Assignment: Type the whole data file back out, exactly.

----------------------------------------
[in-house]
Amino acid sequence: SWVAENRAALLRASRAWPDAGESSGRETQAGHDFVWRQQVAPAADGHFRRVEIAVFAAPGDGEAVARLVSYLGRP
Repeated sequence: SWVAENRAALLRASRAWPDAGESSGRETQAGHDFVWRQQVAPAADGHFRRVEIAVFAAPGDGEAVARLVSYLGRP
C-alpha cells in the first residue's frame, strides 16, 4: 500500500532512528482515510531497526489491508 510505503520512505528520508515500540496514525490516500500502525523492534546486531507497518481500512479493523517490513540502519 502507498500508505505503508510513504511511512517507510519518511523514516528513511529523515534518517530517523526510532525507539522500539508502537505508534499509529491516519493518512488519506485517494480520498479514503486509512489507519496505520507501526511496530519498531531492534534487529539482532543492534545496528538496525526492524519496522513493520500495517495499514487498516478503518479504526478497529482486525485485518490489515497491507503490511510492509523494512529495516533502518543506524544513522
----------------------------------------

[in-house]
Amino acid sequence: SWVAENRAALLRASRAWPDAGESSGRETQAGHDFVWRQQVAPAADGHFRRVEIAVFAAPGDGEAVARLVSYLGRP
Repeated sequence: SWVAENRAALLRASRAWPDAGESSGRETQAGHDFVWRQQVAPAADGHFRRVEIAVFAAPGDGEAVARLVSYLGRP
C-alpha cells in the first residue's frame, strides 16, 4: 500500500532512528482515510531497526489491508 510505503520512505528520508515500540496514525490516500500502525523492534546486531507497518481500512479493523517490513540502519 502507498500508505505503508510513504511511512517507510519518511523514516528513511529523515534518517530517523526510532525507539522500539508502537505508534499509529491516519493518512488519506485517494480520498479514503486509512489507519496505520507501526511496530519498531531492534534487529539482532543492534545496528538496525526492524519496522513493520500495517495499514487498516478503518479504526478497529482486525485485518490489515497491507503490511510492509523494512529495516533502518543506524544513522